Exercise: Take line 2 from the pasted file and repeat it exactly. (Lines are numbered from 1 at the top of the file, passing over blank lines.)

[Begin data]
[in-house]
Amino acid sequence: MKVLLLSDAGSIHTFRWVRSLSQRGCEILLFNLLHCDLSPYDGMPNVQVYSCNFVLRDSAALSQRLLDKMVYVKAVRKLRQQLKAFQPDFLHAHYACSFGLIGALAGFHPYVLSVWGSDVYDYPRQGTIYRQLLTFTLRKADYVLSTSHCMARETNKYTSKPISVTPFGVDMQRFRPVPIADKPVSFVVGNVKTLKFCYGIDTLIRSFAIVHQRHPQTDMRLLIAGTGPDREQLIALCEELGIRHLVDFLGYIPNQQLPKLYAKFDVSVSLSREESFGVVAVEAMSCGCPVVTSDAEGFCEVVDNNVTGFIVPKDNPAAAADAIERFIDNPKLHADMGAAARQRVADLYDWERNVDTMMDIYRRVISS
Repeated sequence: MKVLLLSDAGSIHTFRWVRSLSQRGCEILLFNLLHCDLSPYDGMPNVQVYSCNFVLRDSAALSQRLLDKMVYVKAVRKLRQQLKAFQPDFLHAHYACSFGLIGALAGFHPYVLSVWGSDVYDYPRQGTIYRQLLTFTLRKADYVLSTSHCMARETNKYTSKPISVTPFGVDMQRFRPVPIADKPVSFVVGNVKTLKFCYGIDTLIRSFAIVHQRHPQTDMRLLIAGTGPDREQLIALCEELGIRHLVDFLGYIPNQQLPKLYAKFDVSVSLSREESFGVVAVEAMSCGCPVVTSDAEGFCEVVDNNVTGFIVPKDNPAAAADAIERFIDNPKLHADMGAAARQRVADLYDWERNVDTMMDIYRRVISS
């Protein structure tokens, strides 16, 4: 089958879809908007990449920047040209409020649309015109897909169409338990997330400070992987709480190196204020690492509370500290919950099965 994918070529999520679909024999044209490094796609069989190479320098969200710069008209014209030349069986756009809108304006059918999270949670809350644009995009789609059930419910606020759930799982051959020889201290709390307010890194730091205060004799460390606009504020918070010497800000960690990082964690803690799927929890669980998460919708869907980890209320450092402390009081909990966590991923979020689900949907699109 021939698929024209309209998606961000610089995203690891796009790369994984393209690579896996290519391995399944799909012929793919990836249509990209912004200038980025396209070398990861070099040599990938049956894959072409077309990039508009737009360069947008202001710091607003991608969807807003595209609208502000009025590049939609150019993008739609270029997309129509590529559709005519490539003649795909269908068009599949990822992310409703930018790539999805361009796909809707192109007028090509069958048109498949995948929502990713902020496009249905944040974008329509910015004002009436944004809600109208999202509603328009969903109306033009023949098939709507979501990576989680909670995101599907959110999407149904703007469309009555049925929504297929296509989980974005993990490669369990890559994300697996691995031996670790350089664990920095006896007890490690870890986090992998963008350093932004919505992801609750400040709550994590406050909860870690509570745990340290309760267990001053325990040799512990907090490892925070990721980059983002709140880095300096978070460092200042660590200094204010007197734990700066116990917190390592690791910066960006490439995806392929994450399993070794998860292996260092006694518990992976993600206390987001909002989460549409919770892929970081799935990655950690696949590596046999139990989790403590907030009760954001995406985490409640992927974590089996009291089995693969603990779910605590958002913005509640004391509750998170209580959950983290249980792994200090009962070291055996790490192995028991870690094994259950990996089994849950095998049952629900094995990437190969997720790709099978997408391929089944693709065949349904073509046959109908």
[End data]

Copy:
Amino acid sequence: MKVLLLSDAGSIHTFRWVRSLSQRGCEILLFNLLHCDLSPYDGMPNVQVYSCNFVLRDSAALSQRLLDKMVYVKAVRKLRQQLKAFQPDFLHAHYACSFGLIGALAGFHPYVLSVWGSDVYDYPRQGTIYRQLLTFTLRKADYVLSTSHCMARETNKYTSKPISVTPFGVDMQRFRPVPIADKPVSFVVGNVKTLKFCYGIDTLIRSFAIVHQRHPQTDMRLLIAGTGPDREQLIALCEELGIRHLVDFLGYIPNQQLPKLYAKFDVSVSLSREESFGVVAVEAMSCGCPVVTSDAEGFCEVVDNNVTGFIVPKDNPAAAADAIERFIDNPKLHADMGAAARQRVADLYDWERNVDTMMDIYRRVISS